Background Bronchiolitis is the leading cause of hospitalisation of US infants and an important risk factor for childhood asthma. Recent evidence suggests that bronchiolitis is clinically heterogeneous. We sought to derive bronchiolitis endotypes by integrating clinical, virus and lipidomics data and to examine their relationship with subsequent asthma risk.
Methods This is a multicentre prospective cohort study of infants (age <12 months) hospitalised for bronchiolitis. We identified endotypes by applying clustering approaches to clinical, virus and nasopharyngeal airway lipidomic data measured at hospitalisation. We then determined their longitudinal association with the risk for developing asthma by age 6 years by fitting a mixed-effects logistic regression model. To account for multiple comparisons of the lipidomics data, we computed the false discovery rate (FDR). To understand the underlying biological mechanism of the endotypes, we also applied pathway analyses to the lipidomics data.
Results Of 917 infants with bronchiolitis (median age, 3 months), we identified clinically and biologically meaningful lipidomic endotypes: (A) cinicalclassiclipidmixed (n=263), (B) clinicalseverelipidsphingolipids-high (n=281), (C) clinicalmoderatelipidphospholipids-high (n=212) and (D) clinicalatopiclipidsphingolipids-low (n=161). Endotype A infants were characterised by ‘classic’ clinical presentation of bronchiolitis. Profile D infants were characterised by a higher proportion of parental asthma, IgE sensitisation and rhinovirus infection and low sphingolipids (eg, sphingomyelins, ceramides). Compared with endotype A, profile D infants had a significantly higher risk of asthma (22% vs 50%; unadjusted OR, 3.60; 95% CI 2.31 to 5.62; p<0.001). Additionally, endotype D had a significantly lower abundance of polyunsaturated fatty acids (eg, docosahexaenoic acid; FDR=0.01). The pathway analysis revealed that sphingolipid metabolism pathway was differentially expressed in endotype D (FDR=0.048).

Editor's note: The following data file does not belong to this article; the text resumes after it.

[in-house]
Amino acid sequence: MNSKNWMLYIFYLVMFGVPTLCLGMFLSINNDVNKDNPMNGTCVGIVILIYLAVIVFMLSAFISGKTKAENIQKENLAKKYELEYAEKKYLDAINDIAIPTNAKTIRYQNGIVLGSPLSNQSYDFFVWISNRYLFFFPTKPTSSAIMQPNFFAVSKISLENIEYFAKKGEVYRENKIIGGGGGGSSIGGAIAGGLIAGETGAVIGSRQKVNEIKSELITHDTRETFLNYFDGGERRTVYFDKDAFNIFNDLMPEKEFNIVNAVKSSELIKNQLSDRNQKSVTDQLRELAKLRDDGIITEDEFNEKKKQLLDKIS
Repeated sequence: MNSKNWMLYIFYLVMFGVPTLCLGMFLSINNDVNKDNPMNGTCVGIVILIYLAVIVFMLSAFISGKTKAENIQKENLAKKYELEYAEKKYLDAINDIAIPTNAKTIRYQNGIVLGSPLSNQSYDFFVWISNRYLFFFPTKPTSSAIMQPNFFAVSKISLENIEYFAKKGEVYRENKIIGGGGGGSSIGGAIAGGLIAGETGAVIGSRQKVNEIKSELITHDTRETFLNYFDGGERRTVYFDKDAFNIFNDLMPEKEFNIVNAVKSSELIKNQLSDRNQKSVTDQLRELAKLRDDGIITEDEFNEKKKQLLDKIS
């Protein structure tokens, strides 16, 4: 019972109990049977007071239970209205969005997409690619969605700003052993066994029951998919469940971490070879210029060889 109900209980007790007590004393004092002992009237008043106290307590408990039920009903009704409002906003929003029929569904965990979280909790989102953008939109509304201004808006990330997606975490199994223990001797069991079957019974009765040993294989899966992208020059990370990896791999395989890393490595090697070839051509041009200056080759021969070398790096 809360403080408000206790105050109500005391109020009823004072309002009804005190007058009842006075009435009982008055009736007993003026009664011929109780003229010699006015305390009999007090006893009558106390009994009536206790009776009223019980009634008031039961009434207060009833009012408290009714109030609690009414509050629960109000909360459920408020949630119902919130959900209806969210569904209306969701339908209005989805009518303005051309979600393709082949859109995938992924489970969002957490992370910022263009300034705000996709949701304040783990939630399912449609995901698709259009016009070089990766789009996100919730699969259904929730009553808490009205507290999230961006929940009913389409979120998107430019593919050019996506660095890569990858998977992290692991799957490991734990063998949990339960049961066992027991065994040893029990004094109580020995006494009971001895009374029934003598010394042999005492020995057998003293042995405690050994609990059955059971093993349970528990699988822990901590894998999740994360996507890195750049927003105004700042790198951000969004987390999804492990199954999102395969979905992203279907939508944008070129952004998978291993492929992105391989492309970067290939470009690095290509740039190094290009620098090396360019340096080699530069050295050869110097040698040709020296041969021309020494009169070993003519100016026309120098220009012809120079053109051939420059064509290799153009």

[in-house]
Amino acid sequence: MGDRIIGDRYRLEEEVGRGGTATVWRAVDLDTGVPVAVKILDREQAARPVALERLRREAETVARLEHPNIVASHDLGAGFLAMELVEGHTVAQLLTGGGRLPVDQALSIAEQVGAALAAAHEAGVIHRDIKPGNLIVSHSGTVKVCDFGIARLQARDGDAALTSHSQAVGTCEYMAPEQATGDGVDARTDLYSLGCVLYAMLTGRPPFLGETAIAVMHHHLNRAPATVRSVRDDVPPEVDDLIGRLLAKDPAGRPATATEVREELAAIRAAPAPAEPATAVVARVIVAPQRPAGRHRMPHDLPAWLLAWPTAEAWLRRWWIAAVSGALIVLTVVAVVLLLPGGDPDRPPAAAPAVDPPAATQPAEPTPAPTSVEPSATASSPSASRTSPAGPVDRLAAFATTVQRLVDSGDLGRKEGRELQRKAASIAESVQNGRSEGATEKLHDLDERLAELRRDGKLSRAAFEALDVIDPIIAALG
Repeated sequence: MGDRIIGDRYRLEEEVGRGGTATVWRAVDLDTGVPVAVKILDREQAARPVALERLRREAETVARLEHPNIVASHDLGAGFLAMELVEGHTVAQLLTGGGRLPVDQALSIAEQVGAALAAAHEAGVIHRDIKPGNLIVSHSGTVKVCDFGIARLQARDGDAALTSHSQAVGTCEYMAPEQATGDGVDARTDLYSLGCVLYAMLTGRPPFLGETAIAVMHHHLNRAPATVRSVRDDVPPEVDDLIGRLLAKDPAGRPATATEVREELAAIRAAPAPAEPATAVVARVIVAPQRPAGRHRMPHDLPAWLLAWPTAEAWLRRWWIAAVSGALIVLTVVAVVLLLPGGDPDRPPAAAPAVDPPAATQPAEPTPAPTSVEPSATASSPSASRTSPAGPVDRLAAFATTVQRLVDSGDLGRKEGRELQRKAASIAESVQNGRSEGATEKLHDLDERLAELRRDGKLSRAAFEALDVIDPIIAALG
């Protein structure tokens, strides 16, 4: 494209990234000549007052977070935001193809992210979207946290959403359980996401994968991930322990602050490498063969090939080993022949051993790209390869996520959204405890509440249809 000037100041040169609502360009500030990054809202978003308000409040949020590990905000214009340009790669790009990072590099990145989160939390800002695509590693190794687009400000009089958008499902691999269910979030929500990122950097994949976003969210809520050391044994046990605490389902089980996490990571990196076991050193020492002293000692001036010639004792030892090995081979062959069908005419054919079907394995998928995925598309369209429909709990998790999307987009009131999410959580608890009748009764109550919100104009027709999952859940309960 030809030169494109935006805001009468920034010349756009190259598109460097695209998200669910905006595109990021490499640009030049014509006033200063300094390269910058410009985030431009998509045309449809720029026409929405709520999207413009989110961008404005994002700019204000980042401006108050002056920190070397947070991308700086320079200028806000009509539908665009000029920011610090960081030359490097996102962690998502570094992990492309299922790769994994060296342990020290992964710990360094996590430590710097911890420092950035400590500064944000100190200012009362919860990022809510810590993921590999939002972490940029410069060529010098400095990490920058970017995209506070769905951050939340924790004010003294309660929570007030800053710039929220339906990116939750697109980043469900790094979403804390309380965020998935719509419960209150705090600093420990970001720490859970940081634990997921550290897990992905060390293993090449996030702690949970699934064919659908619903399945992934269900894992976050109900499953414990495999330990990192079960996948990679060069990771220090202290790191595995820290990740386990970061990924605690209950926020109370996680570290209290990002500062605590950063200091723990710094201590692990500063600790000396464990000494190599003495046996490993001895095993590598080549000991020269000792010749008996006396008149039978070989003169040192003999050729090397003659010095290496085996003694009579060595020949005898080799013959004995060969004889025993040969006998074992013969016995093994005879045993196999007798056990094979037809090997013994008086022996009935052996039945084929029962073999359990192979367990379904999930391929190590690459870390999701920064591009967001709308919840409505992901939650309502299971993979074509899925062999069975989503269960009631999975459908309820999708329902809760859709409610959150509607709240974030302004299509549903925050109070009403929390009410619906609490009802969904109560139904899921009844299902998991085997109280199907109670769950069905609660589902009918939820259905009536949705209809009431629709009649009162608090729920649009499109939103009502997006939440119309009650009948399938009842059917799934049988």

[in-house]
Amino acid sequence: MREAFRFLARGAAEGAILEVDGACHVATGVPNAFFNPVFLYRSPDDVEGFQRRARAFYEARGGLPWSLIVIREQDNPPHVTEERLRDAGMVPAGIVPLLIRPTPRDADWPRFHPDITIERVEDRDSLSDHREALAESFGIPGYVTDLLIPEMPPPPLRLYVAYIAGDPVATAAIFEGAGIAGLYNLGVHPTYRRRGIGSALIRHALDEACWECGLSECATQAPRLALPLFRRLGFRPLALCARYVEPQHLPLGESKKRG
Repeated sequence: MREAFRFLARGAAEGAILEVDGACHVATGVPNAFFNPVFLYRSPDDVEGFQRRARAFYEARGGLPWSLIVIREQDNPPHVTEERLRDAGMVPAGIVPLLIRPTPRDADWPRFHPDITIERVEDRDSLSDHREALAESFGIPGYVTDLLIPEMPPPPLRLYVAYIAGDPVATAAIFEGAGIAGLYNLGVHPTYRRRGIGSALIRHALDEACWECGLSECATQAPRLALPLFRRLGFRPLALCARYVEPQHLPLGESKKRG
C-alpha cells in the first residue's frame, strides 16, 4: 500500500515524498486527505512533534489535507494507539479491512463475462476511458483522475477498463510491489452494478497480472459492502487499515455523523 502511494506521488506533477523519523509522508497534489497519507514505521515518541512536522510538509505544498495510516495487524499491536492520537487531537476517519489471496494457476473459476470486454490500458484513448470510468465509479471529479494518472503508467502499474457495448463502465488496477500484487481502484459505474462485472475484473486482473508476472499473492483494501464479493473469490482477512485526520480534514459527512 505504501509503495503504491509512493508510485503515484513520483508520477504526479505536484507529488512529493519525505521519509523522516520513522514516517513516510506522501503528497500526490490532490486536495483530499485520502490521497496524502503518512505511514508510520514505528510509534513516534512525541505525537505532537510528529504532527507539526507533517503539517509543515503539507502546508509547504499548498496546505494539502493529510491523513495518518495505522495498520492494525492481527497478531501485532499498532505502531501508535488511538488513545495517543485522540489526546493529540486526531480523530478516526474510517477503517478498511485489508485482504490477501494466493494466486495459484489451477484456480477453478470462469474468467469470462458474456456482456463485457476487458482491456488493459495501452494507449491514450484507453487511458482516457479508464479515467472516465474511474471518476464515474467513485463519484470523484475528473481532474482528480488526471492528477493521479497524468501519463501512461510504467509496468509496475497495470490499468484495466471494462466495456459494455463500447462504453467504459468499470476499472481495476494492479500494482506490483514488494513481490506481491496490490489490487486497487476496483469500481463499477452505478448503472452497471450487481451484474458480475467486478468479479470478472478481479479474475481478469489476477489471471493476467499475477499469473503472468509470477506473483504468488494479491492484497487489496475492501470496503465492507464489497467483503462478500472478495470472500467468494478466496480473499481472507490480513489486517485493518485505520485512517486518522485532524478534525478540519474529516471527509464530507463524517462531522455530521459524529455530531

Conclusions In this multicentre prospective cohort study of infants with bronchiolitis, integrated clustering of clinical, virus and lipidomic data identified clinically and biologically distinct endotypes that have a significantly differential risk for developing asthma.Delete
- paediatric asthma
Data availability statement
No data are available.
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Contributors MF carried out the main statistical analysis, drafted the initial manuscript and approved the final manuscript as submitted. ZZ, YR and TO assisted statistical analysis, reviewed the manuscript and approved the final manuscript. JCCC collected the data, reviewed and revised the manuscript, and approved the final manuscript as submitted. RF conducted specimen processing, supervised RNA sequencing and data generation, reviewed and revised the manuscript, and approved the final manuscript as submitted. CAC conceptualised and designed the study, obtained funding, collected the data, supervised the conduct of study and the analysis, critically reviewed and revised the initial manuscript, and approved the final manuscript as submitted. KH conceptualised and designed the study, obtained funding, supervised the statistical analysis, reviewed and revised the initial manuscript, approved the final manuscript as submitted, and is the guarantor of this publication.
Funding This study was supported by grants from the National Institutes of Health (Bethesda, MD): U01 AI-087881, R01 AI-114552, R01 AI-108588, R01 AI-134940, and UG3/UH3 OD-023253.
Competing interests JCCC has received research materials from Pharmavite (vitamin D and placebo capsules) and GSK and Merck (inhaled steroids) to provide medications free of cost to participants in NIH-funded studies, unrelated to the current work.
Provenance and peer review Not commissioned; externally peer reviewed.
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